If all $$m$$ coprime to $$n$$ happen to be prime numbers we find an example of the set in question. This should however fail for large $$n$$. The next idea may be: let us try the product $$P_kP_\ell$$ for distinct $$k,\ell$$. This however does not work. Indeed, in accord with question the arguments of sines have to be reduced to common denominator $$n=\frac{k\cdot\ell}{(k,\ell)}$$. Since $$k$$ and $$\ell$$ are distinct at least one of them is not a divisor of the other. Without lost of generality we may assume it is $$\ell$$. Consider now the numerators $$m_k$$ which after reducing to common denominator $$n$$ are $$m_k\equiv m_k^{(n)}=m_k^{(k)}\frac{\ell}{(k,\ell)}$$ (here $$m^{(n)}$$ means the value of the numerator for denominator $$n$$). Thus $$m_k$$ can be a prime number for $$\frac{\ell}{(k,\ell)}\ne1$$ only if $$m_k^{(k)}=1$$ and $$\frac{\ell}{(k,\ell)}$$ is a prime number. This is clearly impossible for all $$m_k$$ since $$m_k^{(k)}$$ (except for a single one) are distinct from $$1$$. The only exception is $$P_2$$ which consists of single factor $$2\sin\frac12\pi=2$$. Except for this case we cannot therefore use a product $$P_k P_\ell$$. By the same argument this is true for the products of a larger number of $$P$$'s as well.

After closer inspection of $$(1)$$ one can note that if $$n$$ is not a prime power one can use only half of sines picking up one from the pair ($$\sin\frac{m}{n}\pi,\sin\frac{n-m}{n}\pi$$) to obtain still integer result (equal to $$1$$). We denote such products as $$Q_n$$. Similarly to the case of $$P_n$$ there is an exceptional product $$Q_6$$ consisting of the single factor $$2\sin\frac16\pi=1$$.

Thus if $$m$$ are required to be prime or 1 the simplest possible combinations are $$P_n, Q_n,\tag{2}$$ where the latter form can be used only if $$n$$ is not a prime power. If $$n=2p$$ or $$n=6p$$ with $$p$$ being a prime number the expressions $$(2)$$ can be multiplied additionally by $$P_2$$ or $$Q_6$$, respectively.

And indeed all examples given in question are of the form $$(2)$$. In the same order as they appear in question, they can be symbolically represented as: $$P_4, P_6P_2, P_8, P_{12}Q_6, P_{18}, P_{18}Q_6, P_{30}Q_6, Q_{38} P_2.$$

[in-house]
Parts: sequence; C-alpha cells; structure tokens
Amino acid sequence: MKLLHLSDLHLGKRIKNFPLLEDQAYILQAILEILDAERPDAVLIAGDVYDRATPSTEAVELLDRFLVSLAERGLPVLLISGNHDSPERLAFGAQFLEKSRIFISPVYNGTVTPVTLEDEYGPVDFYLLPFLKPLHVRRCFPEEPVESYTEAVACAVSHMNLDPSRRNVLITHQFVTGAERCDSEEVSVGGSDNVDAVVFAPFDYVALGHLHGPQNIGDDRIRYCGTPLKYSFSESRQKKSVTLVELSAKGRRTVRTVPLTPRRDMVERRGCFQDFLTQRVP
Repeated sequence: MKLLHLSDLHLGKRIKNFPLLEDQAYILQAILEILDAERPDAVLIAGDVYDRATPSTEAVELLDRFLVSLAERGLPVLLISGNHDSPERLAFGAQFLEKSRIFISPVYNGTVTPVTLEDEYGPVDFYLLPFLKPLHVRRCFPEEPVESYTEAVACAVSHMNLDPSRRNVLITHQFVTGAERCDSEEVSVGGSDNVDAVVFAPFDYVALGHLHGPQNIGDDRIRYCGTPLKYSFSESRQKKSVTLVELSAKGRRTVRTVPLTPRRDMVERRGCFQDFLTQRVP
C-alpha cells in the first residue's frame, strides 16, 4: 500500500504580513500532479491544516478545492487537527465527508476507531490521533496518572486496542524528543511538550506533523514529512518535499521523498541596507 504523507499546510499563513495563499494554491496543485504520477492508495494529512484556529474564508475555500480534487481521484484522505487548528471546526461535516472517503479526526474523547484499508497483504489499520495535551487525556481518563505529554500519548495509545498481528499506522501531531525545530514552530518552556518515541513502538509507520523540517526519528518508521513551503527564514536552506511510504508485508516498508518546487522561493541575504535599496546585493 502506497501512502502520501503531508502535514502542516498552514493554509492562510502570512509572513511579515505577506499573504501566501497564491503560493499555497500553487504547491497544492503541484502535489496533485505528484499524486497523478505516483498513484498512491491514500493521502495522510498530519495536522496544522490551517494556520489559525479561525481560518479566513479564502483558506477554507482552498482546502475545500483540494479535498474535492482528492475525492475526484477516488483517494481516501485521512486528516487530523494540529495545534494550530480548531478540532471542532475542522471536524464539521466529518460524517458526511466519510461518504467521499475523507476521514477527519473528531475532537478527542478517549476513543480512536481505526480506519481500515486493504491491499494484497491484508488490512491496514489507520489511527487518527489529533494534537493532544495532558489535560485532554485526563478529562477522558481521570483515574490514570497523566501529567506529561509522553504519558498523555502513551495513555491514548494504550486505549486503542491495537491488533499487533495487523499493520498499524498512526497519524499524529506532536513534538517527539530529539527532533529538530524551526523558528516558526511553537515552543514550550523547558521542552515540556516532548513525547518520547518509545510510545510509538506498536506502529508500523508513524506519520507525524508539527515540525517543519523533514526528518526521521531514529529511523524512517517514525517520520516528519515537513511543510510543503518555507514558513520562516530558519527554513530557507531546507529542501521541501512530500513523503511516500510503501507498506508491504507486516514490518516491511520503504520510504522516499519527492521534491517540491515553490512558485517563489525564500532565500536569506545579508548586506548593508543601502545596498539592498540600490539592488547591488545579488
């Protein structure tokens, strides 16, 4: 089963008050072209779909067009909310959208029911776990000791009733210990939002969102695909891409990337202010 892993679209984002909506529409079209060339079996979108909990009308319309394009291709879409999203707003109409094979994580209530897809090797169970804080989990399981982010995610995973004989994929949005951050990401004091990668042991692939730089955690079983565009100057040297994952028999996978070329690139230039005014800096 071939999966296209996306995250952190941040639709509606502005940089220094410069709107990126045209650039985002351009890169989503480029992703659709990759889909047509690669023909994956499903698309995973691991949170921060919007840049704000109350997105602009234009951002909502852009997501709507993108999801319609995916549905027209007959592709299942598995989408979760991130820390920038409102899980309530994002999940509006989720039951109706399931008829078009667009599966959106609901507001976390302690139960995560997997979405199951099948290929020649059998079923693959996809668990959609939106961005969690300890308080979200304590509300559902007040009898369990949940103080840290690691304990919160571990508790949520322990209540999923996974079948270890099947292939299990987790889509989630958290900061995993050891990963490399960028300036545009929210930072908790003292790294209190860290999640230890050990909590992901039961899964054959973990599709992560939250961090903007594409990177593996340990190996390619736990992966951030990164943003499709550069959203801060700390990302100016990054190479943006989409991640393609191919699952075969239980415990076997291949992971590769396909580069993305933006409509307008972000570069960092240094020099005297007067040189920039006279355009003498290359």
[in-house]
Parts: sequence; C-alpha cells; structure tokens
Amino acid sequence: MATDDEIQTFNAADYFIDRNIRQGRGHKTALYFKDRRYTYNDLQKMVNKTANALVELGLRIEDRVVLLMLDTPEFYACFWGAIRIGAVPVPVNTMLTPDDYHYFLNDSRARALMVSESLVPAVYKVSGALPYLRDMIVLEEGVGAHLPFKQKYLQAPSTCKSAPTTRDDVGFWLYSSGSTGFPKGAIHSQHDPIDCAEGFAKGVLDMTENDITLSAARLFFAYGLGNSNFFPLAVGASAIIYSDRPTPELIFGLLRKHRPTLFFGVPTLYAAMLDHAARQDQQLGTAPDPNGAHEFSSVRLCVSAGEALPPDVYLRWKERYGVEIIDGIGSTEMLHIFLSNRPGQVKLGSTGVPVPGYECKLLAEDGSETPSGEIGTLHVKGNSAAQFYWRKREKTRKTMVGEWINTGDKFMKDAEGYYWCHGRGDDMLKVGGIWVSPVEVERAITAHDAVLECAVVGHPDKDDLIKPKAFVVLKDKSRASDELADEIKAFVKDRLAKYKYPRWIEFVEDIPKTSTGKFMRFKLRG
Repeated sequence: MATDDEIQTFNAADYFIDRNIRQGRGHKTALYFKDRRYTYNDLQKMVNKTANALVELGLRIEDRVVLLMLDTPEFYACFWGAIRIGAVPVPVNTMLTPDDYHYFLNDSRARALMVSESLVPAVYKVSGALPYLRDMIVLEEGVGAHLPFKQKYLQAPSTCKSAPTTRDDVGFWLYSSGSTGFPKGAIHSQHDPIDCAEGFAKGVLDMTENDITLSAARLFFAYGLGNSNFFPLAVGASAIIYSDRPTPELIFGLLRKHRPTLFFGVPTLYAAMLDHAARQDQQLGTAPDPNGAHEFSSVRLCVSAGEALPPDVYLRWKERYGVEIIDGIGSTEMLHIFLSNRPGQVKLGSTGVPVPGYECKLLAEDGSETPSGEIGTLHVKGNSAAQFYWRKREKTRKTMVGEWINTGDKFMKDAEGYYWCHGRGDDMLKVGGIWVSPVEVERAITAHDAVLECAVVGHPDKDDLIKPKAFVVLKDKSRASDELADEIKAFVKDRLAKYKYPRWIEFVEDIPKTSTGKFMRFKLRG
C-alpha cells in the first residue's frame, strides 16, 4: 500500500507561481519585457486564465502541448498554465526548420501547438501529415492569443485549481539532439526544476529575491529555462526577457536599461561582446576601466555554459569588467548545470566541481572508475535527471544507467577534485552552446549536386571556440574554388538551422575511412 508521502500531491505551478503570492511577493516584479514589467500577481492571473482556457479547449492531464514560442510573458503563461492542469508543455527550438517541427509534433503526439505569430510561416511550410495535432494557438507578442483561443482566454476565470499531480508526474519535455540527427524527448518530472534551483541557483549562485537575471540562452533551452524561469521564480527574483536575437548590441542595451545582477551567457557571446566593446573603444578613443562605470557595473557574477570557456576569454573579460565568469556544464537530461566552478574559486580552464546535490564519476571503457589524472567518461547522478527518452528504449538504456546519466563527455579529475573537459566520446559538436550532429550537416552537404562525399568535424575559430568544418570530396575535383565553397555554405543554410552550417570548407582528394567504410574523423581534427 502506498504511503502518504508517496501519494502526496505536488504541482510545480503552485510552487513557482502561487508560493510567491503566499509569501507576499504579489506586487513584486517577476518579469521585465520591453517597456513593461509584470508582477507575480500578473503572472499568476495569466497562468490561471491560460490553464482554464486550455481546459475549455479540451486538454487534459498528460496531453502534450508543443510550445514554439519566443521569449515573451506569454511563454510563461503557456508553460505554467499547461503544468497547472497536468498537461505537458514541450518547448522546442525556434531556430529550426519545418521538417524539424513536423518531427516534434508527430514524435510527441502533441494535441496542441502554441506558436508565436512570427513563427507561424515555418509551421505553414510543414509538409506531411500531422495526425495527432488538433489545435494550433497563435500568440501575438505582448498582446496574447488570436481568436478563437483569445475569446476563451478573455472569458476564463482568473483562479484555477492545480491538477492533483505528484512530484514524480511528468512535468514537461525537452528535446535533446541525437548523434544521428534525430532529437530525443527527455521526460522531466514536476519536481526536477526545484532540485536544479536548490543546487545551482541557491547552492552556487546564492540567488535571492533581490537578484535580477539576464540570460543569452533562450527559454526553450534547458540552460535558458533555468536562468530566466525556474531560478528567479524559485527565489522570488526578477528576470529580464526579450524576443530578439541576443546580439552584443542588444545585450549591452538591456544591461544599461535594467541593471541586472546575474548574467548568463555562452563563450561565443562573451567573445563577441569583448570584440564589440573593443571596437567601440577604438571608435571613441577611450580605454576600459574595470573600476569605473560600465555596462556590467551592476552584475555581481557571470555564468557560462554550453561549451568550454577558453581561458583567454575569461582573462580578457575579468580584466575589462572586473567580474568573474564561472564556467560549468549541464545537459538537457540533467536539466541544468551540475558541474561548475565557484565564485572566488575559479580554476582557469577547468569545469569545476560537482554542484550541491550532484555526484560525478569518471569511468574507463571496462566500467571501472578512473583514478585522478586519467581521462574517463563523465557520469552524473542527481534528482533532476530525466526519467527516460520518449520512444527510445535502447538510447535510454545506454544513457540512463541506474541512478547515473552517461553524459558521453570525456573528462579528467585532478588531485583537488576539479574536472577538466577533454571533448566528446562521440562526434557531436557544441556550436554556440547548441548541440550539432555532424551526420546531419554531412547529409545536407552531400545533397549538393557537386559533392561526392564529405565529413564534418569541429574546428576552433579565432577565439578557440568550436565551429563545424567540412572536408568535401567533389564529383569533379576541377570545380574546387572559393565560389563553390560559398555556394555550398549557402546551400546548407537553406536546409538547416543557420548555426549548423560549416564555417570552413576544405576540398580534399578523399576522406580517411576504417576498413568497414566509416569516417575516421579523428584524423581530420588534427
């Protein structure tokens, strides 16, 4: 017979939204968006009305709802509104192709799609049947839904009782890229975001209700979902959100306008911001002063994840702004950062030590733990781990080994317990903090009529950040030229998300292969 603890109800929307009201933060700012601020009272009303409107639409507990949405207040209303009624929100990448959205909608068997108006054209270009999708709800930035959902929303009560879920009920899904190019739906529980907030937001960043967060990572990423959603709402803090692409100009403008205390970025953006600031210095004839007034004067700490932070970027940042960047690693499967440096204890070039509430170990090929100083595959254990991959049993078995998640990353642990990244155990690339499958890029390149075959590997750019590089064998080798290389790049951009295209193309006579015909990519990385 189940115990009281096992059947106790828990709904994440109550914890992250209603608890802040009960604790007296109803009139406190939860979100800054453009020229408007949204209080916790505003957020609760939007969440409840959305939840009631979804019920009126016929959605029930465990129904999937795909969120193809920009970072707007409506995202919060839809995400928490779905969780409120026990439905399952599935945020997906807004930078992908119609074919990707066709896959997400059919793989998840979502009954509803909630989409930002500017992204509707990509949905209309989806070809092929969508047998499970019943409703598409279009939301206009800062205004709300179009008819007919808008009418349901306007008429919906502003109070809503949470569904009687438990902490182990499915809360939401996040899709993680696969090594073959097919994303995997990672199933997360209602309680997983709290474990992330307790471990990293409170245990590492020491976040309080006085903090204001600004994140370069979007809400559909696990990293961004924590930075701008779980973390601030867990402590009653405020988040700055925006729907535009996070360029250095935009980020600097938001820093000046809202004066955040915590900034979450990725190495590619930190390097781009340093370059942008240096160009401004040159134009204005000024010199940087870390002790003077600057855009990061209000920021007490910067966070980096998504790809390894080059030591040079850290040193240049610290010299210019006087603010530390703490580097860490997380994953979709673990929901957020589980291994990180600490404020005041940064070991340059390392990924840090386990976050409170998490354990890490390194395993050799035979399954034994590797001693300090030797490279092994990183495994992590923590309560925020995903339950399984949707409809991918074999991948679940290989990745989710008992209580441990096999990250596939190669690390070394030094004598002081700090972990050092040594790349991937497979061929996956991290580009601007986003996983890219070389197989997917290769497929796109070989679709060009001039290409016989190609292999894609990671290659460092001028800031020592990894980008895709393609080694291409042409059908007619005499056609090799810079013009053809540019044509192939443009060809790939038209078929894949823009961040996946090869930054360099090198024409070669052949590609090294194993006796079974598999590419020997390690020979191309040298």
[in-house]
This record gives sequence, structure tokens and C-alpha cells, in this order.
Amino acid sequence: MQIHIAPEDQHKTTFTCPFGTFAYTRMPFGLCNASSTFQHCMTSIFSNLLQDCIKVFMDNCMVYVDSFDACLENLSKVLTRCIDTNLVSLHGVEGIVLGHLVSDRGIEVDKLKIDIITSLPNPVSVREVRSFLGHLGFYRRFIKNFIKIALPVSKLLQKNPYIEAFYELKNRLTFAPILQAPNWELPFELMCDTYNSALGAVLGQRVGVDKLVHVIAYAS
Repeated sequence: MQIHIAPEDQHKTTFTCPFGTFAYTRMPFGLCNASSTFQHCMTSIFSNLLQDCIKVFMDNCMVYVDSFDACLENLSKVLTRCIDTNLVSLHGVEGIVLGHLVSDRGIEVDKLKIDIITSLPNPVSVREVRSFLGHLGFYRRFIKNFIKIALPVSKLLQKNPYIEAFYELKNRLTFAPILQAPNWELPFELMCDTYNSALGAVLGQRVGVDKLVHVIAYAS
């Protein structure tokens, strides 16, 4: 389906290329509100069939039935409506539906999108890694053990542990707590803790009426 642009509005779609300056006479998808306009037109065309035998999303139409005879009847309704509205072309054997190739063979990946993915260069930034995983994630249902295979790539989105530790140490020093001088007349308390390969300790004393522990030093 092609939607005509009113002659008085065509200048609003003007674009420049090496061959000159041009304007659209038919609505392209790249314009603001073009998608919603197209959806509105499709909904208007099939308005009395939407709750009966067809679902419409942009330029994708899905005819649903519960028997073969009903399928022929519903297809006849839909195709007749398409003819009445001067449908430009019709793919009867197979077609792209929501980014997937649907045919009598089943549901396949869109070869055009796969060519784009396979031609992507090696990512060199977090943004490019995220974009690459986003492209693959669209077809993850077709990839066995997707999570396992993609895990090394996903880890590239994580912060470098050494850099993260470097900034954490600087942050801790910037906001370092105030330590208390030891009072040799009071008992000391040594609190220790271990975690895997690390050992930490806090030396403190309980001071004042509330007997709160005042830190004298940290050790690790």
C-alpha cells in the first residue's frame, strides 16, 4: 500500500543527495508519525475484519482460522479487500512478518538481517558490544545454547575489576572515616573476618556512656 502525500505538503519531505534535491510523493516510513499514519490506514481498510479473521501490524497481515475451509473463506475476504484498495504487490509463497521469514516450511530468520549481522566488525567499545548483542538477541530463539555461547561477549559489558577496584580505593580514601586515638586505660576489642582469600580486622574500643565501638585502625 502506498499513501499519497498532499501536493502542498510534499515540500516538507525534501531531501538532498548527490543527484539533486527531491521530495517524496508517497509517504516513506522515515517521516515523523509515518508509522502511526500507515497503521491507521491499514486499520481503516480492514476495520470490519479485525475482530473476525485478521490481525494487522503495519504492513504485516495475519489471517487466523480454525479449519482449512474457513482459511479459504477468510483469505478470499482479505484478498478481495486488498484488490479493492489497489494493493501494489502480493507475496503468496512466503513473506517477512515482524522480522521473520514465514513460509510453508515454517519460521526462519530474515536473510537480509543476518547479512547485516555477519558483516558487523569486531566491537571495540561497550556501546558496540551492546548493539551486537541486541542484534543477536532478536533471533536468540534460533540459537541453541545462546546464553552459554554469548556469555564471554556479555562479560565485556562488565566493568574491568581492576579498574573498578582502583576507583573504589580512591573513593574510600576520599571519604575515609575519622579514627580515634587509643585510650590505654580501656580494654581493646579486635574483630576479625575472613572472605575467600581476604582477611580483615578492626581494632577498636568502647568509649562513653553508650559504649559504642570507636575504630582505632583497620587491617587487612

The reason for the equalities in question can be seen now in the already mentioned fact that the sets of $$m$$ coprime to given $$n$$ consist in all cases except for the last one exclusively of prime numbers.

Considering in the case $$n=38$$ the table of coprimes to $$38$$: $$\begin{matrix} 1&3&5&7&9&11&13&15&17\\ 37&35&33&31&29&27&25&23&21 \end{matrix},$$ one easily observes that every pair contains at least one prime (observe that $$38=2\cdot19$$ is not a prime power).

The point of the above consideration is the following. The construction of long rational product of prime $$m$$ on these lines is hardly possible, as the list of numbers coprime to large $$n$$ cannot consist exclusively of prime numbers (in fact $$n=30$$ is the largest such number), and even the trick similar to the case $$n=38$$ will not work on a long run. Thus, the construction of very long sequences on the base of $$(2)$$ is impossible.

There exist however much longer sequences than those listed in question. The longest ones by numerical tests are: $$Q_{105}, Q_{140}, Q_{180}, Q_{210},$$ all consisting of 24 multipliers. It can be claimed that there are no sequences of required structure for $$n>210$$.